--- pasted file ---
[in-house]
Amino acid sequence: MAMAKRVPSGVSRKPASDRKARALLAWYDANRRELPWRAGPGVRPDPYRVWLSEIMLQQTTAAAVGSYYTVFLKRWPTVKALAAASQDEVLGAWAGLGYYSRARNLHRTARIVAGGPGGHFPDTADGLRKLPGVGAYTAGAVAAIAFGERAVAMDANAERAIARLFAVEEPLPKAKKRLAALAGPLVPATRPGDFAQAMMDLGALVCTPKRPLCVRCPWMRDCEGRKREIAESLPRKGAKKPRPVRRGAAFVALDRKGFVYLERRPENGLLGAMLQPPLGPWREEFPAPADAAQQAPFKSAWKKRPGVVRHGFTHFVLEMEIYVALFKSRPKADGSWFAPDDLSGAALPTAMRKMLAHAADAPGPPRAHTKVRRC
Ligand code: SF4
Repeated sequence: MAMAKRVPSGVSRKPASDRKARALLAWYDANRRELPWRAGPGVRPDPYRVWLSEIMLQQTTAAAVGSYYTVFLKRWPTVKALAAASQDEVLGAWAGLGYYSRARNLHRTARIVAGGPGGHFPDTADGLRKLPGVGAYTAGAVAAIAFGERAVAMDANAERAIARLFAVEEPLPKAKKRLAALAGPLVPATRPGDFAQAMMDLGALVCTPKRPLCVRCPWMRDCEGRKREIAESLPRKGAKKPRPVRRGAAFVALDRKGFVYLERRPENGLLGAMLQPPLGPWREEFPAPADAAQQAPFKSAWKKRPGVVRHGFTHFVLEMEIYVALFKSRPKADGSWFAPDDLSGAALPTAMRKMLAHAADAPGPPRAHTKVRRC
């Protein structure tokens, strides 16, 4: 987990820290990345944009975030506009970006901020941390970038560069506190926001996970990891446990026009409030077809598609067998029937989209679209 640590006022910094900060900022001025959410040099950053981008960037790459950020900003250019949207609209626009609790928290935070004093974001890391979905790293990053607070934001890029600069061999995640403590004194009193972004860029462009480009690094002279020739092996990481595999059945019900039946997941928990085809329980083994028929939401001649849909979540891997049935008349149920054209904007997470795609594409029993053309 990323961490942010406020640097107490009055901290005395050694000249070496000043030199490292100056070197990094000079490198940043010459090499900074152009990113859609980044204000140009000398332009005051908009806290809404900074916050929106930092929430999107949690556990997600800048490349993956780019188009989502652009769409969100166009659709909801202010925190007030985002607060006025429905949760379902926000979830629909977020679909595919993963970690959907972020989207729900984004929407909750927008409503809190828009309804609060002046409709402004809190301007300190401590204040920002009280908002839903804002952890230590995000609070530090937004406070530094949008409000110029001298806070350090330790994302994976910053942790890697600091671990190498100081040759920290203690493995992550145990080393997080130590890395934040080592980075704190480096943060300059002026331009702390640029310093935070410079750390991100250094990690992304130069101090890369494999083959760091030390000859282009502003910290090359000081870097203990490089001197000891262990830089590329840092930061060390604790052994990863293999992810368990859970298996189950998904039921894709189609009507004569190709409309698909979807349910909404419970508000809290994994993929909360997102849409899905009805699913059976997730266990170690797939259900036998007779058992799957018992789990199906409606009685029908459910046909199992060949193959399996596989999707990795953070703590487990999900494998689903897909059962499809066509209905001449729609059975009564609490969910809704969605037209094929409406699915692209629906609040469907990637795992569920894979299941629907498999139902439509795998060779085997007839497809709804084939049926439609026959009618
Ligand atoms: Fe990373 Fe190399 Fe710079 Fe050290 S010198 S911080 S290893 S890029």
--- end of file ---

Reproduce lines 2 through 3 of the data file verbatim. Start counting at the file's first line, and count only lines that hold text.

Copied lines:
Amino acid sequence: MAMAKRVPSGVSRKPASDRKARALLAWYDANRRELPWRAGPGVRPDPYRVWLSEIMLQQTTAAAVGSYYTVFLKRWPTVKALAAASQDEVLGAWAGLGYYSRARNLHRTARIVAGGPGGHFPDTADGLRKLPGVGAYTAGAVAAIAFGERAVAMDANAERAIARLFAVEEPLPKAKKRLAALAGPLVPATRPGDFAQAMMDLGALVCTPKRPLCVRCPWMRDCEGRKREIAESLPRKGAKKPRPVRRGAAFVALDRKGFVYLERRPENGLLGAMLQPPLGPWREEFPAPADAAQQAPFKSAWKKRPGVVRHGFTHFVLEMEIYVALFKSRPKADGSWFAPDDLSGAALPTAMRKMLAHAADAPGPPRAHTKVRRC
Ligand code: SF4